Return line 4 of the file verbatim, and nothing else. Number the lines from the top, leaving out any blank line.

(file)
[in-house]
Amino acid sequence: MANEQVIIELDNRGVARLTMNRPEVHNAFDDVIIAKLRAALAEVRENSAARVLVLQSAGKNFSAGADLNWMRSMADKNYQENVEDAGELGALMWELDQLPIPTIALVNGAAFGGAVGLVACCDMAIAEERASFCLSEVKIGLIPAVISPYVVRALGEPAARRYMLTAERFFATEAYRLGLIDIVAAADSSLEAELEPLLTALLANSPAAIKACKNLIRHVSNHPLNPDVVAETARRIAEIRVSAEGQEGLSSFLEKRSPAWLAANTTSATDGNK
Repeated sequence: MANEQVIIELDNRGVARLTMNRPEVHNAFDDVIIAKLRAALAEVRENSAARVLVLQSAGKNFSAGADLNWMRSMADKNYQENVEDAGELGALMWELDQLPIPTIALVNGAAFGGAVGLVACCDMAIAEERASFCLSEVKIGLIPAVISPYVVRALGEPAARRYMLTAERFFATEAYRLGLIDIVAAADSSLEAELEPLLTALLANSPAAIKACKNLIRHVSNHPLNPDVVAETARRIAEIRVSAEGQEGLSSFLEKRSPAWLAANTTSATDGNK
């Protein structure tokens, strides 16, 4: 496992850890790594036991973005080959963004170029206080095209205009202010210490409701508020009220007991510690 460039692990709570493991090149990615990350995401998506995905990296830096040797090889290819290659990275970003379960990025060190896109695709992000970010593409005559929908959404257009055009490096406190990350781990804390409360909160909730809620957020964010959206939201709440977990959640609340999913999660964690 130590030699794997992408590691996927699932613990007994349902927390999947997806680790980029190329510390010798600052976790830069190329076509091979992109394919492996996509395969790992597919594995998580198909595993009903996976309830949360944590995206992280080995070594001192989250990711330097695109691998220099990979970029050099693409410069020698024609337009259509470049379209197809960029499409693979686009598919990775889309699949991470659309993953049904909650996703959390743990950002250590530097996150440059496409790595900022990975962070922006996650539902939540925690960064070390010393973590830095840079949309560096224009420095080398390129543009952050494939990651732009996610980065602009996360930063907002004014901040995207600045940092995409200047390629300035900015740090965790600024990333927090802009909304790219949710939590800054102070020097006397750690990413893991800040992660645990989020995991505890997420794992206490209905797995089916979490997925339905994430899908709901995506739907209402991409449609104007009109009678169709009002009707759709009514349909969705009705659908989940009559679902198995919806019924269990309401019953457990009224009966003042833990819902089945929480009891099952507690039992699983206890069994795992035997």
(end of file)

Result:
């Protein structure tokens, strides 16, 4: 496992850890790594036991973005080959963004170029206080095209205009202010210490409701508020009220007991510690 460039692990709570493991090149990615990350995401998506995905990296830096040797090889290819290659990275970003379960990025060190896109695709992000970010593409005559929908959404257009055009490096406190990350781990804390409360909160909730809620957020964010959206939201709440977990959640609340999913999660964690 130590030699794997992408590691996927699932613990007994349902927390999947997806680790980029190329510390010798600052976790830069190329076509091979992109394919492996996509395969790992597919594995998580198909595993009903996976309830949360944590995206992280080995070594001192989250990711330097695109691998220099990979970029050099693409410069020698024609337009259509470049379209197809960029499409693979686009598919990775889309699949991470659309993953049904909650996703959390743990950002250590530097996150440059496409790595900022990975962070922006996650539902939540925690960064070390010393973590830095840079949309560096224009420095080398390129543009952050494939990651732009996610980065602009996360930063907002004014901040995207600045940092995409200047390629300035900015740090965790600024990333927090802009909304790219949710939590800054102070020097006397750690990413893991800040992660645990989020995991505890997420794992206490209905797995089916979490997925339905994430899908709901995506739907209402991409449609104007009109009678169709009002009707759709009514349909969705009705659908989940009559679902198995919806019924269990309401019953457990009224009966003042833990819902089945929480009891099952507690039992699983206890069994795992035997």